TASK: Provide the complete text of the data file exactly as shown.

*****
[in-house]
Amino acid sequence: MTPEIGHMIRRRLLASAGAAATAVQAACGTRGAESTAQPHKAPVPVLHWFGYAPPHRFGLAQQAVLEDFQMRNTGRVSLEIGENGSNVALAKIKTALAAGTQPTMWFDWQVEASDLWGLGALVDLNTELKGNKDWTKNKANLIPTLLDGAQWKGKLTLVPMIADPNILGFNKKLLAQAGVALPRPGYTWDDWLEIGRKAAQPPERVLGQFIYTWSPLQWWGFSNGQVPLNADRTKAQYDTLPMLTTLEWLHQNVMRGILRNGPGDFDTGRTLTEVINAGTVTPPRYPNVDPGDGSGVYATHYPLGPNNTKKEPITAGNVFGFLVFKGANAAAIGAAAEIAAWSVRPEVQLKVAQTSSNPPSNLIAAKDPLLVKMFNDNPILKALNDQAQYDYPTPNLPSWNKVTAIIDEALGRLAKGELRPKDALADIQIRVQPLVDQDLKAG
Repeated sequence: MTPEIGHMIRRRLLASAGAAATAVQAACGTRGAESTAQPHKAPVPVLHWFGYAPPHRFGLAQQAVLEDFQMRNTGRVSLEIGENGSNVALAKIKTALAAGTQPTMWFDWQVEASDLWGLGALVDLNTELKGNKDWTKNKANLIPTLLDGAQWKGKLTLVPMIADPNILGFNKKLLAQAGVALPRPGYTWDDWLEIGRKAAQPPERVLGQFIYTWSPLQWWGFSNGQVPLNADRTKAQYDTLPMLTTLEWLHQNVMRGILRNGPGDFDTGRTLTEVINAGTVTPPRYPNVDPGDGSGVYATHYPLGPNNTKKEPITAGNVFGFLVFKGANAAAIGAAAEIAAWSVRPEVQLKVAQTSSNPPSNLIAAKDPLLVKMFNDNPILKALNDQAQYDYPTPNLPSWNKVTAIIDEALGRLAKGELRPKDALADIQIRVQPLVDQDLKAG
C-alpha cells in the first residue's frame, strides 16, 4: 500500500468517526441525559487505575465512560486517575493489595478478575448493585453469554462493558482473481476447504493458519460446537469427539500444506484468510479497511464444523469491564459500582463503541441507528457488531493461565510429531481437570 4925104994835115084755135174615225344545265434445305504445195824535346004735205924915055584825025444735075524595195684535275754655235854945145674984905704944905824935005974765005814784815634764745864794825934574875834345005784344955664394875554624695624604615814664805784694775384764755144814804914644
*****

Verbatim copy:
[in-house]
Amino acid sequence: MTPEIGHMIRRRLLASAGAAATAVQAACGTRGAESTAQPHKAPVPVLHWFGYAPPHRFGLAQQAVLEDFQMRNTGRVSLEIGENGSNVALAKIKTALAAGTQPTMWFDWQVEASDLWGLGALVDLNTELKGNKDWTKNKANLIPTLLDGAQWKGKLTLVPMIADPNILGFNKKLLAQAGVALPRPGYTWDDWLEIGRKAAQPPERVLGQFIYTWSPLQWWGFSNGQVPLNADRTKAQYDTLPMLTTLEWLHQNVMRGILRNGPGDFDTGRTLTEVINAGTVTPPRYPNVDPGDGSGVYATHYPLGPNNTKKEPITAGNVFGFLVFKGANAAAIGAAAEIAAWSVRPEVQLKVAQTSSNPPSNLIAAKDPLLVKMFNDNPILKALNDQAQYDYPTPNLPSWNKVTAIIDEALGRLAKGELRPKDALADIQIRVQPLVDQDLKAG
Repeated sequence: MTPEIGHMIRRRLLASAGAAATAVQAACGTRGAESTAQPHKAPVPVLHWFGYAPPHRFGLAQQAVLEDFQMRNTGRVSLEIGENGSNVALAKIKTALAAGTQPTMWFDWQVEASDLWGLGALVDLNTELKGNKDWTKNKANLIPTLLDGAQWKGKLTLVPMIADPNILGFNKKLLAQAGVALPRPGYTWDDWLEIGRKAAQPPERVLGQFIYTWSPLQWWGFSNGQVPLNADRTKAQYDTLPMLTTLEWLHQNVMRGILRNGPGDFDTGRTLTEVINAGTVTPPRYPNVDPGDGSGVYATHYPLGPNNTKKEPITAGNVFGFLVFKGANAAAIGAAAEIAAWSVRPEVQLKVAQTSSNPPSNLIAAKDPLLVKMFNDNPILKALNDQAQYDYPTPNLPSWNKVTAIIDEALGRLAKGELRPKDALADIQIRVQPLVDQDLKAG
C-alpha cells in the first residue's frame, strides 16, 4: 500500500468517526441525559487505575465512560486517575493489595478478575448493585453469554462493558482473481476447504493458519460446537469427539500444506484468510479497511464444523469491564459500582463503541441507528457488531493461565510429531481437570 4925104994835115084755135174615225344545265434445305504445195824535346004735205924915055584825025444735075524595195684535275754655235854945145674984905704944905824935005974765005814784815634764745864794825934574875834345005784344955664394875554624695624604615814664805784694775384764755144814804914644